The HIS CI activities first focused on the development of data access systems which necessitated the creation of extensive data source catalogs (a collection of detailed information about what the databases contain). These were compiled from both NWIS and STORET (and other much smaller data collections) using automated programmatic web-page parsing techniques. While the primary goal of harvesting was to create search engine indexes, it also made it possible to gain a deeper insight into these systems by examining the metadata and to deduce some basic understanding about the current content, spatial and temporal coverage, distinct differences between the systems, and the limitations of the two data sources.
The compiled catalogs, besides serving as a key to the WaterOneFlow environment, also provide considerable amount of information on the history of hydrologic data collection activities, data availability and effect of policy making on science. Both agencies deserve much praise for their willingness to cooperate in this endeavor. Several months after the initial harvesting of the NWIS site, USGS agreed to provide CUAHSI HIS developers with the data directly; which, besides making it faster, provided considerable relief from creating incorrect results due to errors created that were due to inconsistent contents in the respective databases. Ongoing discussions with EPA’s STORET team (status Spring 2008) will hopefully result in a similarly straight forward mechanism to retrieve and harvest STORET.
In order to execute the proposed study three steps were taken. First, the metadata catalogues for both databases were generated by using database dumps that were received from EPA (STORET) and USGS (NWIS) and then scattered into the underlying observation database model (ODM) metadata database. This step also included a sweep at correcting and supplying incorrect and missing metadata information on stations and their content. Second, the metadata catalogue was also stored in an OLAP cube (see later) for making it possible to rearrange the tables containing the metadata corresponding to desired queries and views. Third, the ODM metadata catalogue was then interrogated using the WaterOneFlow webservices described earlier to extract site data and content and coverage information.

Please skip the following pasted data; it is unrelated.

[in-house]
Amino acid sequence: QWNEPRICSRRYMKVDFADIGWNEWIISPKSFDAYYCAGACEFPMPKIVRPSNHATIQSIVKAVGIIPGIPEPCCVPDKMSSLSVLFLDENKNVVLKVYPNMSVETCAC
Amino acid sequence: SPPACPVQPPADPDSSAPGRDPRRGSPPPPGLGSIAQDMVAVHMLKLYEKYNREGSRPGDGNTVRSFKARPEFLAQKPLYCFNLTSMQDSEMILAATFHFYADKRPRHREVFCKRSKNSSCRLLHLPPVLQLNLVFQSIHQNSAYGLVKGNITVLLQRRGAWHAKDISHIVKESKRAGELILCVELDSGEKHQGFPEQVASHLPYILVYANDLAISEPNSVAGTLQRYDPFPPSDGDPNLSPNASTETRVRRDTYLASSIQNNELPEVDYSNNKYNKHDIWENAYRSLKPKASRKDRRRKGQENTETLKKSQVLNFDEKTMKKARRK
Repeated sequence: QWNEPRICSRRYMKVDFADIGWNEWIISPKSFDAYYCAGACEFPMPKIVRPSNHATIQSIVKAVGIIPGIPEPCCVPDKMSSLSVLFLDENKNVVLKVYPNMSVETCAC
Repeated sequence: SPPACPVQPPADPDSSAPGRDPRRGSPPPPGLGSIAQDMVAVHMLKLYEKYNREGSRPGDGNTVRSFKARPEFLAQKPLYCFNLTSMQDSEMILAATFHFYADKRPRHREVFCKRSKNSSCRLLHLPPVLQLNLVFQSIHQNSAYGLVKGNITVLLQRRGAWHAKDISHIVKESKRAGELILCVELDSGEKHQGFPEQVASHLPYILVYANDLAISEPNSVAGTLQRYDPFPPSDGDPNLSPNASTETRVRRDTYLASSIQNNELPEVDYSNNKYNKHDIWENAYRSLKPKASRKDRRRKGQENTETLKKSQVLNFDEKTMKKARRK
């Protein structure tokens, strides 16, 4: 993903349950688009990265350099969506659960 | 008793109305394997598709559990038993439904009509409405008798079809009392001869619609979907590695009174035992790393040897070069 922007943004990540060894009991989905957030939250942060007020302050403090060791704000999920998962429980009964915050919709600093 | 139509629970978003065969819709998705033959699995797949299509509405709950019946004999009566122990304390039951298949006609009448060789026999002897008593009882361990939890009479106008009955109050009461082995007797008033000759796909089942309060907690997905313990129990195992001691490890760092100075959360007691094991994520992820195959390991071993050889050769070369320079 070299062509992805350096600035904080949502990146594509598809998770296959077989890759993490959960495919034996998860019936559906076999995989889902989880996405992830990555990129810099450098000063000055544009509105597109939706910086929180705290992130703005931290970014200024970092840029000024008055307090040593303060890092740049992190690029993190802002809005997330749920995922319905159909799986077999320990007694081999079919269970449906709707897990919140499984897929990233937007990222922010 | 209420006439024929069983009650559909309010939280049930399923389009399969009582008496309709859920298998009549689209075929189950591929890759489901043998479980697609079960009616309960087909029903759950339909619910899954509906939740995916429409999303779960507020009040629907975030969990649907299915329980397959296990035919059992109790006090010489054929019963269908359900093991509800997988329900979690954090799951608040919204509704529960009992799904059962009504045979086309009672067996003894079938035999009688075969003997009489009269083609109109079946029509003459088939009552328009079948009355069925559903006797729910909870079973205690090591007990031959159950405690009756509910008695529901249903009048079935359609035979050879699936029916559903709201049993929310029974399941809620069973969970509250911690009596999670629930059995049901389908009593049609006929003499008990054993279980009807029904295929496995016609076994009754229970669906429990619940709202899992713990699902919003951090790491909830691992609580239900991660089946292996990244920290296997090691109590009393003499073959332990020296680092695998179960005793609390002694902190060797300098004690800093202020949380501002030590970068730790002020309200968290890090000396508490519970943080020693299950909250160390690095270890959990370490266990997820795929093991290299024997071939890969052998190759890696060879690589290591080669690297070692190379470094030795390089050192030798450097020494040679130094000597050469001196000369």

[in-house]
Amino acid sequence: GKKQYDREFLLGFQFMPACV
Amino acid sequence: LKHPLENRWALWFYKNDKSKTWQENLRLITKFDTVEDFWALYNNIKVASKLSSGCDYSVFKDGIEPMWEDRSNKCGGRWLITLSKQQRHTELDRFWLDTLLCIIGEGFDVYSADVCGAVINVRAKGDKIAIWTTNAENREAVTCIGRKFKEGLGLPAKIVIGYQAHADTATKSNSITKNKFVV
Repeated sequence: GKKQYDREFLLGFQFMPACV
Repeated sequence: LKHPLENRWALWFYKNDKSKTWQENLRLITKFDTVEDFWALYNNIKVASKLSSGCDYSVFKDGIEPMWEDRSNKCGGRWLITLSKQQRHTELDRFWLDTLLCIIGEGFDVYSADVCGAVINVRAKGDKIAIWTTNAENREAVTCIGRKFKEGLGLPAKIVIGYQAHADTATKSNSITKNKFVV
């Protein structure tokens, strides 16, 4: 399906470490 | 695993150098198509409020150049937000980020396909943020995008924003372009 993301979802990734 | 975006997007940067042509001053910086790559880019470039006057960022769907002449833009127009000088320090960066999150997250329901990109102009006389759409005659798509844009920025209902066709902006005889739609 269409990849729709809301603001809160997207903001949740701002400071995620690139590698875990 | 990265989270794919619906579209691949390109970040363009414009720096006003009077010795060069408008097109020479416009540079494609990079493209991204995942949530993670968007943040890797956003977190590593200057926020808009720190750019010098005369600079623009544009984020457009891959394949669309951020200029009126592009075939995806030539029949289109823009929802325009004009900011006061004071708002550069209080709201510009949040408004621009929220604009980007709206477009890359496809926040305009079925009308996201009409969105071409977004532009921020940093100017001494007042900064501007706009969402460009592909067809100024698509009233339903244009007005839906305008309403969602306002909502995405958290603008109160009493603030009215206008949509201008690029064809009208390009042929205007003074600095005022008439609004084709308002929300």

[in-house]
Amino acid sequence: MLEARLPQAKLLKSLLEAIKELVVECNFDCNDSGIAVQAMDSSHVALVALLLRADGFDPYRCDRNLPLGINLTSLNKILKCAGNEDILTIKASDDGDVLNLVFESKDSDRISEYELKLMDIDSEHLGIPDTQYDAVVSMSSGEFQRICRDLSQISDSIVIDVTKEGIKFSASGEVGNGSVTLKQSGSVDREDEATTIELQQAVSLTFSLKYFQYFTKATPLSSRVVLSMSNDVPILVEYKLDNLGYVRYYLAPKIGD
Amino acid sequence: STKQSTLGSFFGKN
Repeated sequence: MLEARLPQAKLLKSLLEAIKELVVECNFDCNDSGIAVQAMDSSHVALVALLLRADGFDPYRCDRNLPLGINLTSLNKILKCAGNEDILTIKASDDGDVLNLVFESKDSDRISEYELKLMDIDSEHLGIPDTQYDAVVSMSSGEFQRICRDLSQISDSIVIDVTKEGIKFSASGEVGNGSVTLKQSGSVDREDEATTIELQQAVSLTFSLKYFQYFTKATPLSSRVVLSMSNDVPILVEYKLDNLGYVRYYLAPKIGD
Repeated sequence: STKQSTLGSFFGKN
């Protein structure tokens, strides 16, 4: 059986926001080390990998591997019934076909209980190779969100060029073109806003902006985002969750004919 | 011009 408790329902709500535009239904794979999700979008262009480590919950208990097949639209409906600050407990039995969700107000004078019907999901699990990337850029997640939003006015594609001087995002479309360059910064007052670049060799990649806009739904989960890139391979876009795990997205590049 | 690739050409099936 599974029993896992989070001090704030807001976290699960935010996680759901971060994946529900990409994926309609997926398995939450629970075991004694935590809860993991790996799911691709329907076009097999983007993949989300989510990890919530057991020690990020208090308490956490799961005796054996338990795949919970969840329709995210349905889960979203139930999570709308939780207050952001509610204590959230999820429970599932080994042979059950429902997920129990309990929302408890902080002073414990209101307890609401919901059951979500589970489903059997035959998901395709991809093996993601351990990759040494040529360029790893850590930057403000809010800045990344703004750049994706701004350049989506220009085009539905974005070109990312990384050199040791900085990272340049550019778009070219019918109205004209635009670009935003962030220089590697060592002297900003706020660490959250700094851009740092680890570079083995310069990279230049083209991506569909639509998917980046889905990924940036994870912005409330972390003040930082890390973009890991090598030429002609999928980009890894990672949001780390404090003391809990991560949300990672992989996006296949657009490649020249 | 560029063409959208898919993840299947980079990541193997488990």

Availability of geographic identifiers for stations in EPA STORET
Total number of sites
Sites with geographic coordinates
Sites with state/county information
Sites with hydrologic unit codes
From Table 1 it is clear that about 500 stations in the database while containing data cannot be discovered using a latitude/longitude based search box. The majority of these stations have been migrated from Legacy STORET. These stations are often geo-referenced by descriptions like; “CORNER OF CANAL NEAREST INTERSECTION OF 42ND AVE AND 37TH ST S, ST PETERSBURG”. Some 800 stations cannot be searched based on state–county information, while approximately only half of them actually have an accompanying Hydrologic Unit Code (HUC) stored alongside the site information. While 500 stations may not seem a lot compared to a total of approximately 274,900 it may be just those one or two stations that would have held crucial information. In addition, state information can be provided using abbreviations or state names or Federal Information Processing Standards (FIPS, www.nist.gov/itl/fipspubs) codes. The NWIS in contrast uses all three state, county and country FIPS codes where applicable. Geographic identifiers as used in Table 1 are available for all NWIS sites except about 500 that are missing geographic coordinates, about 1,800 that do not have state/county information, and 79,192 stations, out of approximately 1.7 million stations total, that are missing hydrologic unit codes (HUC) as of April 2007. Yet, it serves to demonstrate that these undoubtedly very extensive and valuable databases are not free of inconsistencies and missing data pieces. Missing geographic identifiers were computed using ancillary information. HUCs and states were assigned based on coordinates while sites in the ocean or estuaries were associated with the nearest state. When coordinates were not available, site and/or local data collection agency names were used to identify the state the site belongs in.